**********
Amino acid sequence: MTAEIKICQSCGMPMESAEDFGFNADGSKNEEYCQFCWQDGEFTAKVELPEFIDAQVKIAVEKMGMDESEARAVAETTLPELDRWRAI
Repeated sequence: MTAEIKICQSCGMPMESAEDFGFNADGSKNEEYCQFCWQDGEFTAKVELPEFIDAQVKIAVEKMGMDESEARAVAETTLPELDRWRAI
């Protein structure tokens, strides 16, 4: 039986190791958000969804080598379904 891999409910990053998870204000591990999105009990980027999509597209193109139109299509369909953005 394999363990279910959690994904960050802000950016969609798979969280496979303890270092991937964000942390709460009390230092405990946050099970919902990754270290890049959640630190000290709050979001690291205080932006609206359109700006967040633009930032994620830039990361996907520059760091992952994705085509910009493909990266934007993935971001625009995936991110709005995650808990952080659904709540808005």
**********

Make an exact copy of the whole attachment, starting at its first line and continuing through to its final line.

Amino acid sequence: MTAEIKICQSCGMPMESAEDFGFNADGSKNEEYCQFCWQDGEFTAKVELPEFIDAQVKIAVEKMGMDESEARAVAETTLPELDRWRAI
Repeated sequence: MTAEIKICQSCGMPMESAEDFGFNADGSKNEEYCQFCWQDGEFTAKVELPEFIDAQVKIAVEKMGMDESEARAVAETTLPELDRWRAI
């Protein structure tokens, strides 16, 4: 039986190791958000969804080598379904 891999409910990053998870204000591990999105009990980027999509597209193109139109299509369909953005 394999363990279910959690994904960050802000950016969609798979969280496979303890270092991937964000942390709460009390230092405990946050099970919902990754270290890049959640630190000290709050979001690291205080932006609206359109700006967040633009930032994620830039990361996907520059760091992952994705085509910009493909990266934007993935971001625009995936991110709005995650808990952080659904709540808005």